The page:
One can feed your 2 children and take care of (help) the addict, the homeless, the less fortunate, ALL at the same time. Yes, some renters and homeowners will be “squeezed out” and possibly have to move. The next wave of renters and owners will still arrive. Remember, there is no inherent “right” to living here as a renter or owner. Those who want to badly will make it work.
    Lol is biased against the unfortunate here. It seems harsh and without reason.

  40. @Just Looking,
    The corner of Folsom and Essex in theory would develop to be a great location once the Transbay Terminal and Folsom corridor are developed.
    Would be shocked if it made it next to the Infinity and Gap headquarters. But then this is SF after all. Perhaps The City can demand that Gap funds the whole project for the right to have an office building in SF.
    All people deserve BMR condos in waterfront property. Isn’t that in the bill of rights somewhere?

  41. @futurist – ” Remember, there is no inherent “right” to living here as a renter or owner….”
    Unless you’re homeless, apparently.

  42. brahma,
    There you go again on the hyperbole. Did I write I wanted all pending on homelessness stopped? Nope. Just that more spending on homelessness takes away from other budget lines that can be more vital to the long term health of this city.
    Of course the homeless would not go away or disappear. But we need to ask other cities, counties, states to share their burden. You didn’t comment on my Daly City point and I guess you brushed it off because this is a truth that hurts. Why be in a world of pain in the boonies when a City of well-meaning people is 20 minutes away. Everyone should help his own. Right now SF is bearing the weight of other people’s problems.
    You’re very quick in dismissing other ideas with stereotypes. I might sound a but harsh, but I prefer telling like it is. Your heart is probably in the right place, but can the rest of the population accept the direct consequences of your generosity?
    Wow. Watch out, democracy can be a b!@tch. The voters give, but the voters can take away. Just look at how the Daly/Peskin do-gooder/Napoleons have been sent back home with their tails under their legs. They forced too much of their agenda onto people that liked their ideas but didn’t like the consequences. The power has gone back to a more center-left balance because this is where the people are in this City today. There was a great op/ed in the Bay Guardian a few months back about how the most progressive supervisors lost the power to moderates. It had a lot to do with their excessive agenda as well as a deep change in who San Franciscans are.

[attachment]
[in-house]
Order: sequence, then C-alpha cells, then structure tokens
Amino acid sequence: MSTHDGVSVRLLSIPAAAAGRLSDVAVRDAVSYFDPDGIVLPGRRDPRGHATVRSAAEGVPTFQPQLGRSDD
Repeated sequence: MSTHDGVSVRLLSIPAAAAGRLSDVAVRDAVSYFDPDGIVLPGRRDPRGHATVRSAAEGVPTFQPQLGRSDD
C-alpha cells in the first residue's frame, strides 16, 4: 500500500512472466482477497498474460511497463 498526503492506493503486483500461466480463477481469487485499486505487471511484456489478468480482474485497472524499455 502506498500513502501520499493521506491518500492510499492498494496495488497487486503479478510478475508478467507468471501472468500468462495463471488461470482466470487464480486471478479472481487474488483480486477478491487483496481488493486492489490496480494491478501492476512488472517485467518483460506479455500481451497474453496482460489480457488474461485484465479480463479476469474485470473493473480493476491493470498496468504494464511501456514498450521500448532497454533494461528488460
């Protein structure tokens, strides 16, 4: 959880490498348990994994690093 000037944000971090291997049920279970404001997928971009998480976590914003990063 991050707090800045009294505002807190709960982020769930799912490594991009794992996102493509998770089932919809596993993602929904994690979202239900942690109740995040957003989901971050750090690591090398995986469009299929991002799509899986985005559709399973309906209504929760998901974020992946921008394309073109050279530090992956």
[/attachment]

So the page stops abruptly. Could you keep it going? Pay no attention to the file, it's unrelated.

43. BillyBalls,
    Very true. This means that middle class families are on their own and can leave if they do not like it, but if you just happen to be homeless we will help you stay. That’s truly messed up.

  44. Brahma:
    I guess I am a NIMBY, but then we are all NIMBYs in one way or another. The second you protest anything that is being developed or changed, you are a NIMBY. Those who tried to stop the America’s Cup from coming to San Francisco were NIMBYs. We should take back NIMBY because it is a sign that we care enough to protest. For what it is worth, we could call the OWS crowd NIMBYs – that would just irk them to no end!
    On the topic of Folsom & Essex becoming a nice area. That could happen if the elevated off-ramp and street-level on-ramp for I-80 go away. Do you see that happening? But, if you want to see what what is like now, stand on that intersection at 5pm on a week day – wall-to-wall traffic coming east on Folsom and turning south on Essex and onto the Bay Bridge.

  45. After spending 16 years in SF watching most of my friends leave for the suburbs, Portland, and beyond, I couldn’t agree with this statement more:
    “Very true. This means that middle class families are on their own and can leave if they do not like it, but if you just happen to be homeless we will help you stay. That’s truly messed up.”

  46. How does NYC deal, apparently successfully, with homelessness?
    I just returned from Manhattan and counted less then a dozen visibly homeless during my 3 days of walking around many parts of the island. Panhandling was nearly non-existant. Nobody sleeping/passed out on the sidewalk or on the subway.
    I have to assume that NYC has a similar proportion of homeless citizens as we do here. Do they treat/house them somewhere in the outer boroughs?
    Whatever they are doing seems to be working, at least from the perspective of an out-of-town visitor.

  47. “How does NYC deal, apparently successfully, with homelessness?”
    By having much crappier weather than California.

  48. Glad I didn’t buy the horribly overprices condo on Guy Pl whose view this is about to totally block.
    Oh my, did I just post something about real estate, not social services? Tsk, tsk.

  49. Taxpayers have put 3000 homeless in housing in the last six or seven years and yet there are still roughly 8000 homeless on the streets.
    The only people who benefit from all this largesse, aside from the relatively few homeless who get subsidized housing (with “on-site support”, whatever that means) are the hundreds, if not thousands of “homeless lobby” sycophants and non-profit organizations who thrive off the misery of the homeless.

  50. Elbee – What was the unit, what was the asking, and what was your opinion? I had some friends looking for a place in this area recently.

  51. lol: I didn’t comment on your assertions, presented without any evidence, about Daly City somehow being a source of homeless people for The City because they just supported my earlier claim that you’re just posting your preconceived notions and prejudices. Do you have even a single fact to base this on? Even an anecdote to share?